Happy To Have Lived A Traditional Village Life
By Gunes Atalay
Bahiya Soran, 45, from a little village called Kuyulu outside of Mardin in the southeastern Anatolia region of Turkey near the Syrian border, doesn't know her birth date because no one recorded it. She only knows she was born in summer and that she is one of 16 children of a father who has three wives.
“If someone asked my father how many children he had, he would say nine because there were nine boys and seven girls. He wouldn't even bother telling them about the girls because girls don't really matter in my village. Boys, are to be proud of,” Soran says.
Soran, who is Arabic, lives in an area with a diverse population of mostly Kurds, Arabs, Syrian's and Turks. She never went to school even though it is illegal in Turkey for children not go to attend school at least through high school. However, the government never knew because she was not registered when she was born. Legally, she doesn’t exist.
A young woman today from a modern Turkish family in an urban city like Istanbul who could attend school wherever she wanted would be shocked by Soran’s life story. Soran doesn't really remember her childhood. She says she never played any games. “I would either take care of my little sisters, or go to the field to work. Once, me and my sisters made little dolls out of whatever we found at home. But when my mom found them, she beat us up and told us that we were being useless by wasting our time with dolls.”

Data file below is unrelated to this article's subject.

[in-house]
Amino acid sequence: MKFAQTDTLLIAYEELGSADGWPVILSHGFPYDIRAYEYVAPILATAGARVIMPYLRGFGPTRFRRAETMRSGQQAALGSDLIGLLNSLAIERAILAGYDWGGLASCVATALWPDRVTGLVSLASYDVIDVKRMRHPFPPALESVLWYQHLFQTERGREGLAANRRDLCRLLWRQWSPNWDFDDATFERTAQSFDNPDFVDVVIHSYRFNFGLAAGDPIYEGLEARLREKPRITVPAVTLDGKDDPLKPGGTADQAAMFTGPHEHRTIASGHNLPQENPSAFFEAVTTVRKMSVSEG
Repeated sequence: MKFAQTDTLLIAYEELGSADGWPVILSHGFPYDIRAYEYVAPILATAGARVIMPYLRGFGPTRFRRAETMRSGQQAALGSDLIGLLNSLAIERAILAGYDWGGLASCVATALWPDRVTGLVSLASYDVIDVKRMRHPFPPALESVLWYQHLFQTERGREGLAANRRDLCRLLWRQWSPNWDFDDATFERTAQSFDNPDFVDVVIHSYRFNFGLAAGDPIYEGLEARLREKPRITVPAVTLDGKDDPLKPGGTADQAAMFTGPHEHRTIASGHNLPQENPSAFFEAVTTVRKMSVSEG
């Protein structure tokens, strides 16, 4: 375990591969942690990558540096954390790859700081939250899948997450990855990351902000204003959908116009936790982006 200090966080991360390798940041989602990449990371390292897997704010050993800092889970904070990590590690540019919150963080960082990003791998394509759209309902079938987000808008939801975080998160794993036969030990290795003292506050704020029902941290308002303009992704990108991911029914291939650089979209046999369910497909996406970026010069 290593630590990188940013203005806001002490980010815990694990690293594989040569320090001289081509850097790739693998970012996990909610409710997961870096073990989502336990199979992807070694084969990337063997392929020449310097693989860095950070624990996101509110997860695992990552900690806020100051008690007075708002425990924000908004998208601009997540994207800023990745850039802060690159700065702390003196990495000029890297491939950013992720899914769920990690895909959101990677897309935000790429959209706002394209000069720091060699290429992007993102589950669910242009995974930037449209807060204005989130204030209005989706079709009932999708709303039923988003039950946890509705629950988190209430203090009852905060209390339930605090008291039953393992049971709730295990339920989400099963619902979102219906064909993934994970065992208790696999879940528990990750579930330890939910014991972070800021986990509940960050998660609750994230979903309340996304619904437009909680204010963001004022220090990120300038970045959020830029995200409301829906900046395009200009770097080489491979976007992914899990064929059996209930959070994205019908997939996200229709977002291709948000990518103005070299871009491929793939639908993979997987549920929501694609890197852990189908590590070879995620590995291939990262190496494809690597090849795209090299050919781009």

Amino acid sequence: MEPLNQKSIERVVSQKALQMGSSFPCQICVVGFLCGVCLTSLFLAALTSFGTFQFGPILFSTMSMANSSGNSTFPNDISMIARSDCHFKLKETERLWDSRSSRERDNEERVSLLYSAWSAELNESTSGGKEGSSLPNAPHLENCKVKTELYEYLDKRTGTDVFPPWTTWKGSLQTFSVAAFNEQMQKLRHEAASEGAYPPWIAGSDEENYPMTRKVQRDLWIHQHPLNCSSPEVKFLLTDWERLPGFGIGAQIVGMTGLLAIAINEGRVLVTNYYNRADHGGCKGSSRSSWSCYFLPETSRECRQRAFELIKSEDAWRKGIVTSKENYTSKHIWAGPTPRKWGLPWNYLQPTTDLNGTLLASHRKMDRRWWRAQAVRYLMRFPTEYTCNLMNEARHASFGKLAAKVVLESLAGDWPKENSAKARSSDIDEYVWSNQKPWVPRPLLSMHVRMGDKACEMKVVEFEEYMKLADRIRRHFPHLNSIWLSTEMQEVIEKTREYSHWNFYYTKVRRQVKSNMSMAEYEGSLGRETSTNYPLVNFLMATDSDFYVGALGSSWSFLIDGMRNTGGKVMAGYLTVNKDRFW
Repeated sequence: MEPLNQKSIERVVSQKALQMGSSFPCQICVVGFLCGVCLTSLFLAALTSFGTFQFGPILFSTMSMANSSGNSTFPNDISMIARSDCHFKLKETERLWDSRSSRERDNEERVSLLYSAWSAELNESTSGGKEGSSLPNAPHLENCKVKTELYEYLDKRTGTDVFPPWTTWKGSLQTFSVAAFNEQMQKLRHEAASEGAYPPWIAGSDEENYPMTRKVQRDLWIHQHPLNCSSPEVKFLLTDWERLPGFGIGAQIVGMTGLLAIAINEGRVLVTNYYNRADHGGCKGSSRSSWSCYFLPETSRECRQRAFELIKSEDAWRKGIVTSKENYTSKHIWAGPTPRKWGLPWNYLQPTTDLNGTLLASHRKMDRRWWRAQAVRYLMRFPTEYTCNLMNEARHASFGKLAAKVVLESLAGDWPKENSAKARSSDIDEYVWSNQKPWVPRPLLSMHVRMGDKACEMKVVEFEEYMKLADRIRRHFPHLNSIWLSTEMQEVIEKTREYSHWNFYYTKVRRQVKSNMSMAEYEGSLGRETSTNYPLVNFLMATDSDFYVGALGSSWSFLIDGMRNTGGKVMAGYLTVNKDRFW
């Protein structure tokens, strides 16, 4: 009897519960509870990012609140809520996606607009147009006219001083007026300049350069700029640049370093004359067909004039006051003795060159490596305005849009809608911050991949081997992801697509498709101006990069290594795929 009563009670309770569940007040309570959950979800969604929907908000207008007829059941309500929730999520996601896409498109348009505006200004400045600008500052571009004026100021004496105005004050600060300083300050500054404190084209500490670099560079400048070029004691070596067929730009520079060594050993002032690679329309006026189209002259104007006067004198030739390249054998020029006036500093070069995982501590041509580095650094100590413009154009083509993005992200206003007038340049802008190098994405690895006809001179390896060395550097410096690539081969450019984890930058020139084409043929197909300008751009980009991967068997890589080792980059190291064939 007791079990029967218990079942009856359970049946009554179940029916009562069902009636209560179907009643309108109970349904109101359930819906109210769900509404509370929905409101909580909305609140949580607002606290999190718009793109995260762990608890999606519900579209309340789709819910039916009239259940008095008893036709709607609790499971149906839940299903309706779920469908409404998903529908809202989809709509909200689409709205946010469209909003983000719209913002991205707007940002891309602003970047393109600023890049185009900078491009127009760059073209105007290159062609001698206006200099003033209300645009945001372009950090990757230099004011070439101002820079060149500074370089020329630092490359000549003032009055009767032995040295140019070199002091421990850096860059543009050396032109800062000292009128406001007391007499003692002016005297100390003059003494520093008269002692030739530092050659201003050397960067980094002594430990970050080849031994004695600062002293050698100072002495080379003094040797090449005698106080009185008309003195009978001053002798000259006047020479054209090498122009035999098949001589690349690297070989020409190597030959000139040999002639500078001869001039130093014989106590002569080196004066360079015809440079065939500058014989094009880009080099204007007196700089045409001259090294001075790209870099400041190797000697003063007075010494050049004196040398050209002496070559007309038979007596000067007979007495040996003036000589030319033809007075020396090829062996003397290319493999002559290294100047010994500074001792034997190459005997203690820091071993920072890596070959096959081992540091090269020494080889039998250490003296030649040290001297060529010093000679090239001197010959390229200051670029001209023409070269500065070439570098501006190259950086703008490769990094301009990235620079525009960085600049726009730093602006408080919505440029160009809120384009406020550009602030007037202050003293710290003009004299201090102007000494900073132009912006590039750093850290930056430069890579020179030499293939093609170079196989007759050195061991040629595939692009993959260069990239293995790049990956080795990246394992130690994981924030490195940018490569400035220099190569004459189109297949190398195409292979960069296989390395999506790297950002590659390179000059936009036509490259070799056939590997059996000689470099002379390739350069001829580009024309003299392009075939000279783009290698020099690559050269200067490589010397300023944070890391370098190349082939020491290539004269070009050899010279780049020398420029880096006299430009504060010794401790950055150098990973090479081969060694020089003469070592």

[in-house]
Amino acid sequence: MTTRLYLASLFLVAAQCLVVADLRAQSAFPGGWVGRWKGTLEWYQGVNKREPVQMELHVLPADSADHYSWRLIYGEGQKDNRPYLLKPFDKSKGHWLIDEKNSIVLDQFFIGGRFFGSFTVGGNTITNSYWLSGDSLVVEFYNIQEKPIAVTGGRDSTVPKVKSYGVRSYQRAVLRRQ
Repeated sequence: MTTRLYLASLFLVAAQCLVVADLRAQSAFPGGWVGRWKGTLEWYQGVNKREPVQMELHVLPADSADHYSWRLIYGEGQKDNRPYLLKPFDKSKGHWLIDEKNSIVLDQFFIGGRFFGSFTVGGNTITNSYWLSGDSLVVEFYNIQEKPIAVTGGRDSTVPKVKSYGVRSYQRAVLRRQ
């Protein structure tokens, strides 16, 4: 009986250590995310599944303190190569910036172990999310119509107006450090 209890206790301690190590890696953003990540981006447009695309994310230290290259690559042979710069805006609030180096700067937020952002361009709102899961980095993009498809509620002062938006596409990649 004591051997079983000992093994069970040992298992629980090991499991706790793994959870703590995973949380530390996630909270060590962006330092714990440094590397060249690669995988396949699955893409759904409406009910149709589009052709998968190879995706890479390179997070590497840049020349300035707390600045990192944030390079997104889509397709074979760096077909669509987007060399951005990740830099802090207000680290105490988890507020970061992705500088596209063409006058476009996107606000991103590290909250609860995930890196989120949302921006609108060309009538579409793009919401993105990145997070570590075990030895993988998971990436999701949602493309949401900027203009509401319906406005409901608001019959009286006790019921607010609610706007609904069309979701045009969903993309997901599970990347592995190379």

At age 12, coming back from the water fountain with a bucket full of water, Soran saw the village matchmaker in her house. All of her older sisters were matched with someone and got married around age 12 and 13. Soran knew this one was for her. She was a little confused, because she didn't feel grown up, let alone ready for marriage.
In many traditional eastern Turkish villages, marriage has strict rules. Girls can only be seen in front of the village’s water fountain, filling their buckets. After a matchmaker, or in some cases men, see them in front of the water fountain they let the parents know. After the man’s family is informed, his mother would create ways to observe the girl, such as visiting the girl’s house as a guest and asking for a certain type of food that is hard to prepare to find out if the girl is diligent. If the girl seems like she can cook well and is kind to the guest, the man’s mother would go to the village Turkish bath to see the girl’s body.
If the girl passes all these tests, the man’s family asks around to find out information about the girl’s family and to find out how much money they want for the girl. The amount usually decreases as girls get older. If the family is respectable and fits the ways of the man’s family, they send the matchmaker to inform the girl’s family that he is interested. The girl’s family then researches the man’s family to see how much money they have, what religion they belong, and other information. The actual process of moving forward with the marriage plans only begins after all of the research is completed. The girls usually have nothing to say about the marriage.